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How Friday night running became more popular than going down to the pub



He has been part of a drive, along with early running communities like Midnight Runners, Run Dem Crew and Project Awesome, to prioritise enjoyment and community ahead of elite performance.

From 300 people in 2017, Love Trails has already sold out all of its 4,000 tickets for this year’s weekend-long event in the Gower Peninsula. Instead of drinking culture and the attendant hangovers, the focus is on adventure, running and wellbeing.

While he credits cult fitness communities Hyrox and CrossFit for normalising the blending of social and fitness lives, where running has beaten the competition is that it’s not only good for you, it’s low cost and can be done almost anywhere. “People have realised that you don’t need to be stuck in a smelly gym, paying for an expensive membership in order to get healthy and feel good about yourself,” he says.

Simultaneously, the outdoors has become fashionable in and of itself. Trail running in particular is now part of the zeitgeist and brands like Salomon are deeply desirable.

“‘Gorpcore”’, the fashion movement where clothing typically created for outdoor recreation is worn as streetwear, has been led by Gen Z and social media influencers, and by grass-roots subcultures, communities and run crews,” says Larn Jones.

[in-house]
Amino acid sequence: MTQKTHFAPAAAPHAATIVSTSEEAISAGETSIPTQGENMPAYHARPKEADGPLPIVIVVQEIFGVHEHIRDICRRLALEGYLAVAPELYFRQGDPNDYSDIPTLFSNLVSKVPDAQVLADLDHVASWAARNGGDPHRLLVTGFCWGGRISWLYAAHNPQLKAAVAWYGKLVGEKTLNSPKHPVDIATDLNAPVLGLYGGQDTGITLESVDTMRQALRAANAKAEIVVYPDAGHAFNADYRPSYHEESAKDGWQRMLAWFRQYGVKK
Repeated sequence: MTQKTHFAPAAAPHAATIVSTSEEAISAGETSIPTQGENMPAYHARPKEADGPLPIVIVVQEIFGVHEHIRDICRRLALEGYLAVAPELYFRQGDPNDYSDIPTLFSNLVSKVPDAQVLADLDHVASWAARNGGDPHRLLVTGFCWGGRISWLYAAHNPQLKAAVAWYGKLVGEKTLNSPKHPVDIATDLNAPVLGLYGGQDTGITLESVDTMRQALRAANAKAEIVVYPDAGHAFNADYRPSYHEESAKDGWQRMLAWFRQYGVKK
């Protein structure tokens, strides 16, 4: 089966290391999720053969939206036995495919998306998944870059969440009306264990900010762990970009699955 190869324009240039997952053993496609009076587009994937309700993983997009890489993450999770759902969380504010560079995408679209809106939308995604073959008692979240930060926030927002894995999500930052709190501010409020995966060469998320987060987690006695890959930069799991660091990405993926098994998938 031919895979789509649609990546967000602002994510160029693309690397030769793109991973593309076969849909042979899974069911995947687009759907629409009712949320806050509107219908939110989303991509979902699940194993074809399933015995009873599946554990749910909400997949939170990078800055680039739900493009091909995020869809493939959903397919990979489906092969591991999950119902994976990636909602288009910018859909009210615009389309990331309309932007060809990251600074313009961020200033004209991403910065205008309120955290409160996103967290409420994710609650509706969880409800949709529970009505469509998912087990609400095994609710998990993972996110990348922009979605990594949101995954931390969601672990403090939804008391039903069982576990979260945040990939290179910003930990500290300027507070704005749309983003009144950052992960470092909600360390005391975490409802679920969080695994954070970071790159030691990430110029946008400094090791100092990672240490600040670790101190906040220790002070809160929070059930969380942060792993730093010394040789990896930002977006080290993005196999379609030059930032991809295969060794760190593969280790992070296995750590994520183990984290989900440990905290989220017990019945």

No mere fashion trend, though, for many it speaks to a deeper craving for real world connection. 

“How we spend time and with whom is something we’re all thinking about more and more,” says Mark White, the founder of Run Grateful, a platform that encourages people to commit to at least a mile a day of walking or running, as a time to reset and move the body. “In a world full of information and being pulled in lots of different directions, the old-fashioned meeting up in person to connect with others and not just in the pub seems more attractive than ever!”

Louise Bruce joined her local running club in Cheltenham five years ago at the age of 52.

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